McLendon files motion to compel discovery, asks plaintiff for answers in voter fraud lawsuit

McLendon files motion to compel discovery, asks plaintiff for answers in voter fraud lawsuit

From left: Jason Bizwell, Dana McLendon and McLendon’s mother campaign outside of Hunters Bend Elementary on Thursday, October 28, 2017/ Photo by Brooke Wanser


Ward 2 Alderman Dana McLendon filed a motion Tuesday seeking to receive responses from plaintiff Michael Vaughn in a lawsuit alleging McLendon intimidated voters and incurred voter fraud during the recent city election.

Vaughn, who lost last October’s Ward 2 alderman election by 28 votes, filed a suit against McLendon and the Williamson County Election Commission on Nov. 9, alleging election violations on McLendon and the county’s part.

While the election commission has asked for dismissal of the charges on grounds that Vaughn has failed to provide evidence, McLendon has taken the offensive by requesting Vaughn admit his failure to fully answer all questions in his discovery.

In the initial request for discovery, filed Nov. 14, McLendon asked Vaughn to provide a complete list of witnesses, including names and addresses, who might testify in a court case, and for a list of alleged incidences when McLendon acted fraudulently, among several other requests.

Vaughn did not respond until prompted by another request from McLendon on Dec. 18.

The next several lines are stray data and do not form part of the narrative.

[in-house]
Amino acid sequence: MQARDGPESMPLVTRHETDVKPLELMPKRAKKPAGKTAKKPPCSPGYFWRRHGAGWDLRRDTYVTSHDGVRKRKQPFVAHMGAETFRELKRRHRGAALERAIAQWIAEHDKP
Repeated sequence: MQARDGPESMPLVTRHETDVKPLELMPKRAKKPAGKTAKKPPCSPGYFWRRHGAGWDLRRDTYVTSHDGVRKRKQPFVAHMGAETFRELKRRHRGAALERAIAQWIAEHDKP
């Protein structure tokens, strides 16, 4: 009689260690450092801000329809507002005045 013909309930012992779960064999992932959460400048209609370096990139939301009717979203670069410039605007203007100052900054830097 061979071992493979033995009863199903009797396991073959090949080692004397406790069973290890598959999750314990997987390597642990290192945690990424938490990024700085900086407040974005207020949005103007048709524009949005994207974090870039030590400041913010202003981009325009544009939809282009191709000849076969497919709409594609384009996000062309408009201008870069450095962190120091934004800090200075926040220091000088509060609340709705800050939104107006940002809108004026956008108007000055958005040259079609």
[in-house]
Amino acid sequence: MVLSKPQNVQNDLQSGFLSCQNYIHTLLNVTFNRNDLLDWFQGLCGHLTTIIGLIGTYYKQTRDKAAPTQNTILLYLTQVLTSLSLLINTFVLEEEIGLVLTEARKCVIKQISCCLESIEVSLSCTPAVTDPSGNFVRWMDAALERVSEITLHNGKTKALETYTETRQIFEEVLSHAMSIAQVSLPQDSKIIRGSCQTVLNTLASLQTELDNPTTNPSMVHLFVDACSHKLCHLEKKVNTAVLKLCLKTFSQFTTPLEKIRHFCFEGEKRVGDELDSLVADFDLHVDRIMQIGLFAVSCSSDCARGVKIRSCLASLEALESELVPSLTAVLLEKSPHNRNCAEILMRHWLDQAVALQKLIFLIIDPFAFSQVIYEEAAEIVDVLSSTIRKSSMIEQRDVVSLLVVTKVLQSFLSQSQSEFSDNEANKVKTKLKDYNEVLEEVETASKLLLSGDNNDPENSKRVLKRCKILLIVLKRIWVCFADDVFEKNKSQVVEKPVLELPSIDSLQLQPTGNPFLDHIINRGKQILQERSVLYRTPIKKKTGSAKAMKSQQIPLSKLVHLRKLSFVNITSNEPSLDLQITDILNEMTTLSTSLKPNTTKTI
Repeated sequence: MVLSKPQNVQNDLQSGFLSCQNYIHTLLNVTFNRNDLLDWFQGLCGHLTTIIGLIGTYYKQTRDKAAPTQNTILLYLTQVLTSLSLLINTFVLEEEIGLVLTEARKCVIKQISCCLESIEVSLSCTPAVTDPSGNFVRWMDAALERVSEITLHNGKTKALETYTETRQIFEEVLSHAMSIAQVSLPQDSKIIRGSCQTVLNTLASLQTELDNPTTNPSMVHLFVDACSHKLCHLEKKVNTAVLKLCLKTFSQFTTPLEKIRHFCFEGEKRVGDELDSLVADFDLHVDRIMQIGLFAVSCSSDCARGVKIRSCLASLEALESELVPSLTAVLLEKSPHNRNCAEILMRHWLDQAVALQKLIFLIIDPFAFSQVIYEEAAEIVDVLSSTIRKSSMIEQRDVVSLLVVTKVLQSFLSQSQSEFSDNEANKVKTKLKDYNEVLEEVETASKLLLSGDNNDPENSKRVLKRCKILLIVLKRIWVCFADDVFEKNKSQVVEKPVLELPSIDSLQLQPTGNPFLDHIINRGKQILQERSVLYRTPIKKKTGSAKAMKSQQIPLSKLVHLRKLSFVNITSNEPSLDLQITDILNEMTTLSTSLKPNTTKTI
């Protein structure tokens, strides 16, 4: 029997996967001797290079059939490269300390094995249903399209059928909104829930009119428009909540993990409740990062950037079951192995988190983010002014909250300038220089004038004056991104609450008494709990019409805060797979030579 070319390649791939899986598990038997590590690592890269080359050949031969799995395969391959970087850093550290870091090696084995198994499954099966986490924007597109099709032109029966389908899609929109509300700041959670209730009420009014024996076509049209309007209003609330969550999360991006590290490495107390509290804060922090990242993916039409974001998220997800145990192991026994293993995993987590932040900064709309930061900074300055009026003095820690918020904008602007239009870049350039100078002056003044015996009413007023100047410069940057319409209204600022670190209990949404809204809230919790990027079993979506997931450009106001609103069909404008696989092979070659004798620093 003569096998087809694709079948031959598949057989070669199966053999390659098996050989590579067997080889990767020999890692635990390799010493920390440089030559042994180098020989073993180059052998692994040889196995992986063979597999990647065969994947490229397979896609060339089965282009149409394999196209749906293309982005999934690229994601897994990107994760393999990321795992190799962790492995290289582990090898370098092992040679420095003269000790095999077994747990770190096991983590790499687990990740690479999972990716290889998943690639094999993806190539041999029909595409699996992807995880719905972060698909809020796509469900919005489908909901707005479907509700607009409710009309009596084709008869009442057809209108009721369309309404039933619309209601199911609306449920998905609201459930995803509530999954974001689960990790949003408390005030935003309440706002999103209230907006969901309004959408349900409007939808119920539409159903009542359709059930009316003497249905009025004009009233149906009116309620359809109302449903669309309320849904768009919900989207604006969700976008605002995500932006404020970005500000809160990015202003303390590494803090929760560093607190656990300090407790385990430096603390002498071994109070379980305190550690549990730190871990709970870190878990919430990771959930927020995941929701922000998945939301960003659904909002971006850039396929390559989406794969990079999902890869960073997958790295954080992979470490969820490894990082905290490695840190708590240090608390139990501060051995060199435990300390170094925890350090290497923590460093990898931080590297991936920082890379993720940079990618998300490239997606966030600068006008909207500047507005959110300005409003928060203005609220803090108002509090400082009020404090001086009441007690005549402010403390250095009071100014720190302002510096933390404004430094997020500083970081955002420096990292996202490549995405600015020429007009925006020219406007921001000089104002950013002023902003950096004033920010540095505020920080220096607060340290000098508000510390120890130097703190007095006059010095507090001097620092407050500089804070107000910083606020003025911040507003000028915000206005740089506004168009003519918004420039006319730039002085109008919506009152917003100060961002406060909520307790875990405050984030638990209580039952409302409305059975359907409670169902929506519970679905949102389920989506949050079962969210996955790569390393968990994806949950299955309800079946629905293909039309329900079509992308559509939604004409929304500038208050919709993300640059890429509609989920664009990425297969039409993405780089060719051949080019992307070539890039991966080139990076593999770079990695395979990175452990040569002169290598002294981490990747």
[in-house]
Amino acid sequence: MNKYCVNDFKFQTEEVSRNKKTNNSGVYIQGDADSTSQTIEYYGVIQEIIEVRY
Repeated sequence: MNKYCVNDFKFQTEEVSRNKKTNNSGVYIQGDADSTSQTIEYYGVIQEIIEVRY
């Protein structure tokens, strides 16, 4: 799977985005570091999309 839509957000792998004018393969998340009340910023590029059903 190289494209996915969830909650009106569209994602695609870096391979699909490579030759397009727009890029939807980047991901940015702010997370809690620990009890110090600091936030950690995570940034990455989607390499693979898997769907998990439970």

On Dec. 22, Vaughn responded, claiming McLendon suppressed voters who spoke about him in a Fieldstone Farms Facebook group.

Under Rule 37 of the Tennessee Rules of Civil Procedure, McLendon has filed a motion for an order to force Vaughn to respond fully to discovery responses.

“I’m asking the judge to deem those admitted,” McLendon said, adding Vaughn’s responses filed would be considered insufficient in court.

Vaughn said he filed the lawsuit because voters came to him complaining about McLendon’s alleged actions after the election.

“Eight or nine women came to me and said, ‘Look, this is what happened to us,’” Vaughn said, pointing to an instance he alleged in his discovery of Fieldstone Farms residents being bullied by McLendon via social media.

“These folks got intimidated and suppressed and they felt like it was very egregious and I couldn’t let them stand up there by themselves, so I filed,” Vaughn said on Tuesday evening.

Vaughn also said several residents have filed a separate case against the Williamson County Election Commission with District Attorney Kim Helper. McLendon countered that one of the women in Vaughn’s discovery had written a letter to Helper.

When asked about his failure to provide sufficient details and evidence in his initial discovery response, Vaughn did not disagree, but said, “It will come forward. I gave references for those situations.”

“In the light of all this stuff that happens with intimidation these days, and social media, I could not stand by and let these folks go in there by themselves,” Vaughn continued.

McLendon maintains he never intimidated voters or suppressed votes, and said he will issue subpoenas for testimony under oath at the appropriate time.

“He’s on the clock,” McLendon said.

A hearing is set to be held in the chancery court at the Williamson County Courthouse at 9 a.m. on Feb. 2.

Documents state if no response has been received by the local rules of practice–in this case, the date of the hearing–the motion may be granted without a hearing.

If the motion is granted, Vaughn may be ordered to pay McLendon expenses for his legal fees; as a longtime criminal defense attorney, McLendon has represented himself throughout the case.

About The Author

Brooke Wanser is the associate editor for the Franklin Home Page, and can be reached at Follow her on Twitter at @BWanser_writes or @FranklinHomepg.

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